Kawasaki treated us media types to a private audience with their fearsome, supercharged, carbon-and-trellis H2R (“it’s not in fact 300 hp, it’s more”). There was a bit of a preamble to build the tension, then there was a dyno run. I had an unrestricted view as there was only about 20 of us there, so this time I shot a bit of video on the trusty Lumix.

This thing is every bit as loud as you think it is. Turn those speakers all…

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[Video] Ready to Ride – Episode 2

A while back I shared a Video of a guy riding a KTM 690 Duke called “Ready to Ride – Episode 1”. Well he just commented here to let me know Episode 2 is finally available, this time with KTM Supermotos and plenty of wheelies. Enjoy!

R2R Saison 1 episode 2 : Sunday Freeride from Nickoz on Vimeo.

Thank you Kawasaki, for bringing us the Ninja H2R!

Like most people I grew in a Era where Japanese manufacturers dominated the motorcycle market. From Superbikes to Commuters, Hondas, Kawasakis, Yamahas, Suzukis, were the bikes to have!

And then slowly everything changed. I started my biking life with a ’93 Suzuki Bandit 400, then a ’97 Honda CBR1100XX Super Blackbird, followed by my beloved ’08 Kawasaki ZZR1400. Even in 2009 when I bought the ZZR I found there was a serious lack of good options coming from Japan. (I actually almost bought a BMW K1200S).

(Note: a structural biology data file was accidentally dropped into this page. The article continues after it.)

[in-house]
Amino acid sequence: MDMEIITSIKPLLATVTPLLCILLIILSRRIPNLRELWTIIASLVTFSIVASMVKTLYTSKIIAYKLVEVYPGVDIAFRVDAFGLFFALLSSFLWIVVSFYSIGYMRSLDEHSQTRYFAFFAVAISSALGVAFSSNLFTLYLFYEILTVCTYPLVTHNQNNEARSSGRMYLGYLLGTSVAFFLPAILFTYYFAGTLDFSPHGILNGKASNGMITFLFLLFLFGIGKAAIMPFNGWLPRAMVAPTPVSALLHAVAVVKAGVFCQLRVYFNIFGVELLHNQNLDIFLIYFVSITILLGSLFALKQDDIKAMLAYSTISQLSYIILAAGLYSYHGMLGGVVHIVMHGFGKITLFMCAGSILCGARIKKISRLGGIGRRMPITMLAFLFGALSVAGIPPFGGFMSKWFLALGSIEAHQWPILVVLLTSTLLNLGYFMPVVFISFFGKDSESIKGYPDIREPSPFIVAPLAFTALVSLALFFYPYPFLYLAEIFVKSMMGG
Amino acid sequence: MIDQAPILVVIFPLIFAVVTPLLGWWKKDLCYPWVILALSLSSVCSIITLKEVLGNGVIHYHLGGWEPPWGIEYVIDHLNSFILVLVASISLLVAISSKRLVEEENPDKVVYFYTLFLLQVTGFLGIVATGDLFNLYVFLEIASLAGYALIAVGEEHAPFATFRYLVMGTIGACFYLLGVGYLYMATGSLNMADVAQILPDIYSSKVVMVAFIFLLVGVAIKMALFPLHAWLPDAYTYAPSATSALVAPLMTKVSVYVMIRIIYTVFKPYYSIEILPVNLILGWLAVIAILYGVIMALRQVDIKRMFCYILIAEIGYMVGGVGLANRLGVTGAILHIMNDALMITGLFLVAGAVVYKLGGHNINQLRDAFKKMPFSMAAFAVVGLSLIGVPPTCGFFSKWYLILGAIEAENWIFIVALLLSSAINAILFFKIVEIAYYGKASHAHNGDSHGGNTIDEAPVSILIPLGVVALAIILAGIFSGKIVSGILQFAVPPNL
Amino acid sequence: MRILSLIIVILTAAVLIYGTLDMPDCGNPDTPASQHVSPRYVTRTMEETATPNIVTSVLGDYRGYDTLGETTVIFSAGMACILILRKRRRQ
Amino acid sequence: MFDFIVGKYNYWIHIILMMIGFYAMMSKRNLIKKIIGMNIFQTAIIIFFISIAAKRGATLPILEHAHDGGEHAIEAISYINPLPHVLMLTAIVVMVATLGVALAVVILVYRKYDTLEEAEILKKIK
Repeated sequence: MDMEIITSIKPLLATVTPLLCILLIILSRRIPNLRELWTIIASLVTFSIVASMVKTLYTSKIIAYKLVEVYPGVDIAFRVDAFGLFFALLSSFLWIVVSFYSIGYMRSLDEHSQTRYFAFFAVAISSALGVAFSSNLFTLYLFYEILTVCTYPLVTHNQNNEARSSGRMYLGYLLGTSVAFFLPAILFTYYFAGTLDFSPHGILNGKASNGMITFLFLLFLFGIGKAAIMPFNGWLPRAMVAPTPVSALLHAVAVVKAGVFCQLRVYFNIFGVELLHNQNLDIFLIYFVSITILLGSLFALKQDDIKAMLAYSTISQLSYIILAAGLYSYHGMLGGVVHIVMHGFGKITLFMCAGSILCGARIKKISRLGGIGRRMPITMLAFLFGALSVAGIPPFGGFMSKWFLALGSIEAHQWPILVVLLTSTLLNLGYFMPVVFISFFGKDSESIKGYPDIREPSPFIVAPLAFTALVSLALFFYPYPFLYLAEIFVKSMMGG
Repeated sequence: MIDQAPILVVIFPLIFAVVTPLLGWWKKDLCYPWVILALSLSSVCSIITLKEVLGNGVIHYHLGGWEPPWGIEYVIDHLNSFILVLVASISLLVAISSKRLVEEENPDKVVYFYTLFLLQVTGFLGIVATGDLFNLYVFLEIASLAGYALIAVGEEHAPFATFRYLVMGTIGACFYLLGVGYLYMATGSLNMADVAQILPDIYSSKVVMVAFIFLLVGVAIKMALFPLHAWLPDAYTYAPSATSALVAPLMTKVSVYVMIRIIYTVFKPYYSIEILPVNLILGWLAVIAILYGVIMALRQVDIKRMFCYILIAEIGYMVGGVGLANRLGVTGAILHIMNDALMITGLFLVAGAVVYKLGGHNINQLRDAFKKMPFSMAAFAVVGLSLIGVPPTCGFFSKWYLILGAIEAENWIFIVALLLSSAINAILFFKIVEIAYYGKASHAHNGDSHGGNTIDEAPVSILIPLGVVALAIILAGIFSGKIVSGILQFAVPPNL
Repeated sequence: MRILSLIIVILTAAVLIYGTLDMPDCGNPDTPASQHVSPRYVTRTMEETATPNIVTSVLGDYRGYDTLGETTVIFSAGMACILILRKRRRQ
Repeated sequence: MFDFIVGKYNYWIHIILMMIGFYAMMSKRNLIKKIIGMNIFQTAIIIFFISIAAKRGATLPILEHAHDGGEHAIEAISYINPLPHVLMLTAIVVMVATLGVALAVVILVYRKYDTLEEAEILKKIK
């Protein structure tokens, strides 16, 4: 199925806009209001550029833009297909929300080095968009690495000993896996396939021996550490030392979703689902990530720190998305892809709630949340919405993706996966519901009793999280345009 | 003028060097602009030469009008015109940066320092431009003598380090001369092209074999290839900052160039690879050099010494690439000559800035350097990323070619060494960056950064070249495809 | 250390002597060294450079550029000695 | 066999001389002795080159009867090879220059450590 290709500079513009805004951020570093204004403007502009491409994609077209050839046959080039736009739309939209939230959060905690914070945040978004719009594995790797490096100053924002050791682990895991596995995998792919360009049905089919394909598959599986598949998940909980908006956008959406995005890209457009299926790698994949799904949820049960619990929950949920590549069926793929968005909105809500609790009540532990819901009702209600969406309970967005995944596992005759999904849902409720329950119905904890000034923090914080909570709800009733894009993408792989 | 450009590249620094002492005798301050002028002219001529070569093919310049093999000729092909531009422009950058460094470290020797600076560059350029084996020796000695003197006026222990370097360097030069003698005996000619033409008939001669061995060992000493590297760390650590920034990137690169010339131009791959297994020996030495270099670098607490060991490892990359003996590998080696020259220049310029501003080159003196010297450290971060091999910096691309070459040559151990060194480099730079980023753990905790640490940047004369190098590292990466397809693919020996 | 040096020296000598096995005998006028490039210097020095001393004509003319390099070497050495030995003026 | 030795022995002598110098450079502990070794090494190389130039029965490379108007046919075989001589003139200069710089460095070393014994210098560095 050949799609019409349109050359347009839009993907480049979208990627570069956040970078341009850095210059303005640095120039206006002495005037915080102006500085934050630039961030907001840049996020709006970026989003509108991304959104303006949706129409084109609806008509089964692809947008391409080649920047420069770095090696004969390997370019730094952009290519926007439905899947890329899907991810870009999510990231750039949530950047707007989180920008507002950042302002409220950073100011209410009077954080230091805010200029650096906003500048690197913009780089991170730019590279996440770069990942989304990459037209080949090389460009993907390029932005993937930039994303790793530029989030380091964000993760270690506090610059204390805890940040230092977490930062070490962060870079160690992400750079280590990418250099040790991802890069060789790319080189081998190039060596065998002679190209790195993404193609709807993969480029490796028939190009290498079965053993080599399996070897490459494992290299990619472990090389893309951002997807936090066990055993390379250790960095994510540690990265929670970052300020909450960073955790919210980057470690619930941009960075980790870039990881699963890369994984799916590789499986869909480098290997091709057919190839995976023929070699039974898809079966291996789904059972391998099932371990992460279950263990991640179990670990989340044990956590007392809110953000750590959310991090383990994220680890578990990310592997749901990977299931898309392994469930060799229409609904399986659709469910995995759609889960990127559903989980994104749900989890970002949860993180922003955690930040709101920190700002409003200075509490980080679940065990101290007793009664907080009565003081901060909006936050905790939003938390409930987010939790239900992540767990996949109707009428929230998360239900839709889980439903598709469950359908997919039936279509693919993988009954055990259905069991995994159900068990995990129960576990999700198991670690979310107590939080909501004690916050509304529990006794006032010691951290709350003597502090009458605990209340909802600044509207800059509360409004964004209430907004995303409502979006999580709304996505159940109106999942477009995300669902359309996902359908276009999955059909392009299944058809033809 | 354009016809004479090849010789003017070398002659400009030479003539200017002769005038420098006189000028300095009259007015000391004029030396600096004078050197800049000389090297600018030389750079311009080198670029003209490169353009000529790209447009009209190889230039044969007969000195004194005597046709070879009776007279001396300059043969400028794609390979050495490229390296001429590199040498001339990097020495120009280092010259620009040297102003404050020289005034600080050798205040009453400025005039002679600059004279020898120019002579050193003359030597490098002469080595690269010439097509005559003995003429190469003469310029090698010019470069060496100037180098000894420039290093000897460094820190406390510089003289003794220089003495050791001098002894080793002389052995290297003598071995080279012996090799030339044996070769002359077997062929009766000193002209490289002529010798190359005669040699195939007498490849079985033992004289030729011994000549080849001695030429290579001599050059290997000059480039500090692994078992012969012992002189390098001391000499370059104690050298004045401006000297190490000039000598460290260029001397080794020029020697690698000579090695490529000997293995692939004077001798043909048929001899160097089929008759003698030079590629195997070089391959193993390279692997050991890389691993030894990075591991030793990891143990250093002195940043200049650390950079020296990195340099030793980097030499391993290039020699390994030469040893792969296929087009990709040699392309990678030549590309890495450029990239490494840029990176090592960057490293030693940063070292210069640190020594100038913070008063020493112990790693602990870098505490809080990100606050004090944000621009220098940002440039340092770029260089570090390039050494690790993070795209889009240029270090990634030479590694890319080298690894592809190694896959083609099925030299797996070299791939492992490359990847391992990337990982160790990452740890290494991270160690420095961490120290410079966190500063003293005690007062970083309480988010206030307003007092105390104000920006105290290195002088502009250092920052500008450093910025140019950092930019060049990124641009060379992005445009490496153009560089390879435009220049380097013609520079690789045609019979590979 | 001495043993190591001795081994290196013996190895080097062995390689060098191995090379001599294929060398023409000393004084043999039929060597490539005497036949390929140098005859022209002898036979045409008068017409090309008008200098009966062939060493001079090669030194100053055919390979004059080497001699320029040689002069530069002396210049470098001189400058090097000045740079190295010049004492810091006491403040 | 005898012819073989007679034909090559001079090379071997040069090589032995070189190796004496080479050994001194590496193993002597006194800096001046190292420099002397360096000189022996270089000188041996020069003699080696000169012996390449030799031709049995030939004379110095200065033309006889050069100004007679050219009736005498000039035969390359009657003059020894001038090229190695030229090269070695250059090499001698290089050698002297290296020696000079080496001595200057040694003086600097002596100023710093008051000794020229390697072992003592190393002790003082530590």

With Japan launching ever more boring bikes with dubious styling and the European manufacturers hitting the showrooms with awesomely designed bikes, with real performance and practicality (think Speed Triple, Daytona 675, S1000RR, K1200S, 1098, RC8R etc) I ended up finding myself only looking at Europe for my next bike…and I ended up buying the ’07 KTM Super Duke, followed by my most recent steed the ’11 Ducati Multistrada 1200S!

But now something may be about to change. After the launch of the utterly boring Honda NC700 (the motorcycle equivalent to a Diesel Peugeot), the crazy styled but way too heavy Kawasaki Z1000 or even the apparently very good (haven’t ridden them yet) but still budget bikes Yamaha MT09 and MT07. Kawasaki surprised everyone with the mental Ninja H2R.

Unlike the rumors it’s not a supercharged 600 with 1000cc horsepower, it’s actually a 1000cc supercharged beast that will make close to 300hp! Will it be road legal? not clear yet. Will it be cheap? Certainly not! Will I buy one? No. Do I love it? Hell yes!!